Anomalies in orbital measurements of Mercury and the moons of Jupiter are today known to result from Relativity and the speed of light c. A discrepancy of 43″/cyr in Mercury’s 5600″precession is a sign of General Relativity. An anomaly in observations of Jupiter’s moons was predicted by Roemer from the finite speed of light. All possibilities being considered, the lunar anomaly may have a cosmological origin.
This author’s hypothesis may be summarized simply:
where t is age of the Universe, GM is the gravitational constant multiplied by a constant with dimensions of mass.
Speed of light c would then be given by:
where age of Universe t is estimated at 13.7Gyr, the constants GM cancel.
By theory, when t was small c was enormous and the Universe would have expanded like a “Bang.” As age t increases, c would slow due to gravitation and continue to slow at a tiny rate today. This model has been suggested to precisely fit the non-linear redshifts of distant Type Ia supernovae , the 4.507034% proportion of bayons and other puzzles. Cosmology makes a surprising but testable prediction: Time for laser light to return would increase each year, making the Moon appear to recede faster as measured by LLRE.
Apparent lunar distance would increase proportional to decrease in c:
where age of Universe t is estimated at 13.7 Gyr, apparent distance is predicted to increase an additional 0.935cm/yr, precisely accounting for the anomaly.From LLRE and accounting for the speed of light, actual recession rate would be:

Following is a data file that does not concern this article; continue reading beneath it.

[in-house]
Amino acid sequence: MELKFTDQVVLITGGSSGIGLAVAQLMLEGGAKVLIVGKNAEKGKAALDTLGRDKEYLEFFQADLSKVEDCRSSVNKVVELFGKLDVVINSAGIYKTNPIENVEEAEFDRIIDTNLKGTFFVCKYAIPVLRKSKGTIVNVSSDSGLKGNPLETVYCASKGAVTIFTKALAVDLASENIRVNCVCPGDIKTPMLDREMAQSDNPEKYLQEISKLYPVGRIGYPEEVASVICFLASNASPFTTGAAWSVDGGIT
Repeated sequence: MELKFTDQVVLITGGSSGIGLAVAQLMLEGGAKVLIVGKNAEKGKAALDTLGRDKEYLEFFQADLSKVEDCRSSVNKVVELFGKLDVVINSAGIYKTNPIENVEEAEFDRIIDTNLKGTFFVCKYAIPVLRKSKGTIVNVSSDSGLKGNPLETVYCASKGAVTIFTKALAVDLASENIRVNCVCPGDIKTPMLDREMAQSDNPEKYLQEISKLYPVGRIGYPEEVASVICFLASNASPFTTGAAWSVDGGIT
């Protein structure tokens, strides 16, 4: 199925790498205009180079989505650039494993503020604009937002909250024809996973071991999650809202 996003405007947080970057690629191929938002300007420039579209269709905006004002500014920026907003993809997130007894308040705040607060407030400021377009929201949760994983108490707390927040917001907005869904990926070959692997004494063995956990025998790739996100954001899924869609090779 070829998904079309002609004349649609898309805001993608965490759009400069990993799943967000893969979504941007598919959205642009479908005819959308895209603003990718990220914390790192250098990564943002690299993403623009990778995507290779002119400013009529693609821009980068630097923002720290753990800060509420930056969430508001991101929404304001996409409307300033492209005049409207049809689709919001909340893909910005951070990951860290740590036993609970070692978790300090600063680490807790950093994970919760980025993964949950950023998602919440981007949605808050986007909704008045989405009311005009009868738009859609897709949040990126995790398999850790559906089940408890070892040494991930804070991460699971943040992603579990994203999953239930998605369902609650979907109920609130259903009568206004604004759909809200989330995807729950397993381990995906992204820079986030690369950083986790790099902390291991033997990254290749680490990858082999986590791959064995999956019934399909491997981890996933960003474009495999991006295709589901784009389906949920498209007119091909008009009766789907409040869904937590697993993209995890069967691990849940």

This value is in 1σ agreement with eclipse records, Mansfield sedimentary data and numerical simulation. If one of these three datasets were found to contain error, the other two would agree with prediction.
Variation of ċ/c = 0.24 × 10− 10
yr− 1 equals − 0.72cm/sec yr, too small to have been detected by previous experiments. For example, a survey by Iorio  using data on planetary orbits limits cdot/c to (0.5 ± 2) × 10− 7
yr− 1, more than 3 orders of magnitude greater. Iorio  has also written about a change in lunar orbital eccentricity. A change in semimajor axis could be interpreted as a change in eccentricity. However as lunar orbital angular momentum increases the semimajor and semiminor axes would both change proportionately. Iorio finds no known physical basis for an eccentricity change.
An apparent change in the astronomical unit of 15 ± 4m/cyr has been cited by Krasinsky et al.  Although planetary observations contain many possible sources of error, the apparent change is of similar order of magnitude to the lunar orbit anomaly. The discrepancy in AU could also be partially due to change in c. On the Moon we have the advantage of laser reflectors, providing a more precise standard of measurement.